On Location with GI Joe: The 1994 Hasbro International Collectors Convention and my re-introduction to the original fully articulated man of action.
It was August 20th at the First (and perhaps last) Hasbro International GI Joe Collectors Convention in New York onboard the USS Intrepid aircraft carrier that I met Pulitzer Prize-winning feminist Susan Faludi. The author of Backlash: The Undeclared War Against American Women, it turns out, was preparing a story involving the convention for Esquire magazine and collecting data for a future book about male aggression (which would become Stiffed: The Betrayal of the American Male). It was safe to say that most of the collectors she interviewed had no idea who was listening in - particularly Vincent Santelmo (author of The Official 30th Anniversary Salute to GI Joe) when he uttered this unfortunate statement during his slide show; "The GI Nurse was not very pretty, but that's OK because she was the only woman GI Joe ever had."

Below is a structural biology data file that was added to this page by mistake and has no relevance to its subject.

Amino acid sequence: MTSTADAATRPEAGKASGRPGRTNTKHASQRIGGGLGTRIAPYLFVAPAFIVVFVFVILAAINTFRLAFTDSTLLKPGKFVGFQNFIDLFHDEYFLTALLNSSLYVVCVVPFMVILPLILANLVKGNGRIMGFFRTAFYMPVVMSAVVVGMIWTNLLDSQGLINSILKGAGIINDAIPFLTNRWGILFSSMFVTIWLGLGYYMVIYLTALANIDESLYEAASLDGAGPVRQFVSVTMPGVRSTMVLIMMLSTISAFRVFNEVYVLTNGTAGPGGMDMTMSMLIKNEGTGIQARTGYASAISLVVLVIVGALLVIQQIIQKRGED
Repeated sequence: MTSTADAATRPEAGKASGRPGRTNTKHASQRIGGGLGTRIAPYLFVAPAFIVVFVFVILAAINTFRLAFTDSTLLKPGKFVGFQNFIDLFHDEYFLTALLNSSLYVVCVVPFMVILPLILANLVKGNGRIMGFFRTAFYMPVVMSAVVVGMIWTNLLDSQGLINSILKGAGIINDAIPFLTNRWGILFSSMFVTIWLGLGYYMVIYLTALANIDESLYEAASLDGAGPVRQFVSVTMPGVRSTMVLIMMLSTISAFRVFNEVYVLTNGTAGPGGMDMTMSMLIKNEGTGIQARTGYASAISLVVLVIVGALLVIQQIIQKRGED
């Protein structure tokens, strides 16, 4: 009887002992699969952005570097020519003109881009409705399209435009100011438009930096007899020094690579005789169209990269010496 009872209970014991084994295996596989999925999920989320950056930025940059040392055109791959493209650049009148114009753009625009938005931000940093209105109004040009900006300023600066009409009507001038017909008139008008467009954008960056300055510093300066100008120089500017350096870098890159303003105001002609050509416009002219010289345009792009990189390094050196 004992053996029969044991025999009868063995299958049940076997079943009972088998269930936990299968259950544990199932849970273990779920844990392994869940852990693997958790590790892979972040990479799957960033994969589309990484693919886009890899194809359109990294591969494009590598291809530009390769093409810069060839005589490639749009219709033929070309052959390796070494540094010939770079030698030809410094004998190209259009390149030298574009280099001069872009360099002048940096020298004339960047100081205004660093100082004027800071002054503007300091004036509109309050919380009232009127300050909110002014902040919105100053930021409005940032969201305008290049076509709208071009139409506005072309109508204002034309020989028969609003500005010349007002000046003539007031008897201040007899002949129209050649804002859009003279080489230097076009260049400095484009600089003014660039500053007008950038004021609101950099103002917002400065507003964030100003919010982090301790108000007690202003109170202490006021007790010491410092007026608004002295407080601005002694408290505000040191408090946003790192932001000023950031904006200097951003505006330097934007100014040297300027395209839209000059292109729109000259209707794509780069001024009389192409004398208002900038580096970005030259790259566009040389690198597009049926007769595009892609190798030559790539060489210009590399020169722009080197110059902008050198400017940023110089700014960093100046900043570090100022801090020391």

Whoa - the aural equivalent of dirty underwear, Vince. The Faludi pen scribbled like a California Richter scale in the moments following that pronouncement.
Susan Faludi interviews GI Joe collector Jeff Kilian.
Despite a few awkward instances, Faludi emerged from her experience among the GI Joe faithful with a quite optimistic outlook and a souvenir t-shirt. "I think the knee-jerk reaction to toy soldier collectors as either 'macho-man-collecting' or 'violence,' or [that these] toys celebrate excessive testosterone displays is reductive and unfair," she said after some thought. "Actually, I found something poignant about the tenderness with which these collectors look after their dolls. One could theorize that by collecting GI Joes, these are men daring to enter a 'feminine realm' rather than men trying to prove their machismo. They're daring to step out of traditional roles."
Hmmm. "Of course, that's just a theory," she laughed after a moment.
I couldn’t wait to read her story. Here's mine.
Preliminaries: At the Hyatt